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EDITIONS
Wednesday, 29 May, 2002, 14:59 GMT 15:59 UK
Darling faces daunting in-tray
Alistair Darling
Darling must find a solution to traffic congestion

It's easy to imagine this morning's conversation with the Prime Minister at 10 Downing Street.

"Morning, Darling, I'd like you to do transport. Good luck, you're going to need it"

A grimacing Alistair Darling: "Thanks, Tony.... thanks a LOT."

The new transport secretary has inherited the most poisoned chalice in government.


Alistair Darling can't possibly solve Britain's transport problems by the next election

The in tray on his desk is piled high with issues requiring difficult decisions. And all of them are marked "urgent".

Alistair Darling must review the government's 10 Year Transport Plan, which was savaged by a Labour-dominated committee of MPs earlier this week.

They said the government's failure to face up to the falling cost of motoring was "incomprehensible", if ministers were serious about persuading people to switch to trains and buses.

He must replace Railtrack, a job now months behind schedule, with the newly created Network Rail, a not for profit company set up by his predecessor Stephen Byers.

Upgrades needed

Railway modernisation is in a strategic vacuum, until the new infrastructure owner finds its feet.

London Underground is another problem. The government has pushed through its public private partnership to upgrade the network, in the teeth of fierce and widespread opposition led by London's mayor Ken Livingstone.

Now the capital's politicians want Mr Darling to take a fresh look at what they say is a "fundamentally flawed" plan.
Stephen Byers
Darling replaces Stephen Byers

And more problems are just below the horizon.

This summer the government is committed to publishing options for additional runway capacity in south east England.

It will mean proposals for extra runways at Heathrow, Gatwick and Stansted, as well as for a new airport near Cliffe, on the north coast of Kent.

A third runway at Heathrow could mean knocking down 4,000 homes. Opposition from residents' groups is inevitable.

Choices about which options should be built are due to be made in an Aviation White Paper around the end of the year.

Air traffic crisis

The recently privatised National Air Traffic Service is another crisis area. The company, which is still half owned by the government, has already received an emergency bail-out of 30m of public money.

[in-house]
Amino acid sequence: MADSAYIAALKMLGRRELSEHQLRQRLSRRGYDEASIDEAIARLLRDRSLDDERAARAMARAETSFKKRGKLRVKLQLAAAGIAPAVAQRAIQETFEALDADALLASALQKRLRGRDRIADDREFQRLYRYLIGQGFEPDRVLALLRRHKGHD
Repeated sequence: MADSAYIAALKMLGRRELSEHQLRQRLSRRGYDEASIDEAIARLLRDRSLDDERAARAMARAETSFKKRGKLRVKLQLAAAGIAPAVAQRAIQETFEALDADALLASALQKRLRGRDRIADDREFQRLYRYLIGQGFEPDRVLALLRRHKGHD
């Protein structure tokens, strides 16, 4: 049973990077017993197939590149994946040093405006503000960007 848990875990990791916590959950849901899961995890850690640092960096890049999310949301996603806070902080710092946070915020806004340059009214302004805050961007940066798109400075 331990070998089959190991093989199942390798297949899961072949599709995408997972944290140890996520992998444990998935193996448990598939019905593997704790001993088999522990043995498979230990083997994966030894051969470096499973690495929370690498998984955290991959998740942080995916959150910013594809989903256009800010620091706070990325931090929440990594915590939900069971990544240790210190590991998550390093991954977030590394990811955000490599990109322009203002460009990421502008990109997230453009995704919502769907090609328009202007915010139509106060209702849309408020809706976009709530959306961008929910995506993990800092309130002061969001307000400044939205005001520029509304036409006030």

But NATS remains in serious financial difficulties, because the Civil Aviation Authority has turned down a request to raise landing charges.

The biggest problem of all facing Alistair Darling is traffic congestion, the issue that underlies the need for a 10 Year Transport Plan.

The plan assumes that congestion charging - tolling roads into city centres - would be in place in 20 towns and cities by 2010.

But fuel protests have left the government wary of a backlash, if motoring costs rise.

New cars have become cheaper, vehicle excise duty has been reduced, and fuel costs are expected to fall over the next few years.
traffic jam
Experts say tolls are the only way to alleviate jams

Cheaper motoring might sound great, but it means more cars on the road and more congestion.

Transport experts have all told the government that increasing the cost of motoring through tolls, alongside public transport improvements, is the only way to tackle the jams.

One of Stephen Byers's last remarks was that he did not want to punish the motorist through higher costs. But not tackling congestion will punish the motorist anyway, through more delays.

Let's face it. Alistair Darling can't possibly solve Britain's transport problems by the next election.

But Tony Blair, and the voters, will be hoping for a lot more progress and a lot less drama, than under Stephen Byers.

 WATCH/LISTEN
 ON THIS STORY
The BBC's Simon Montague
"The big dilemma is whether to discourage car use"

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Byers resignation

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 VOTE RESULTS
Was Stephen Byers right to resign?

Yes
 84.15% 

No
 15.85% 

13895 Votes Cast

Results are indicative and may not reflect public opinion

See also:

29 May 02 | UK Politics
29 May 02 | UK Politics
29 May 02 | UK Politics
29 May 02 | UK Politics
29 May 02 | UK Politics
29 May 02 | UK Politics

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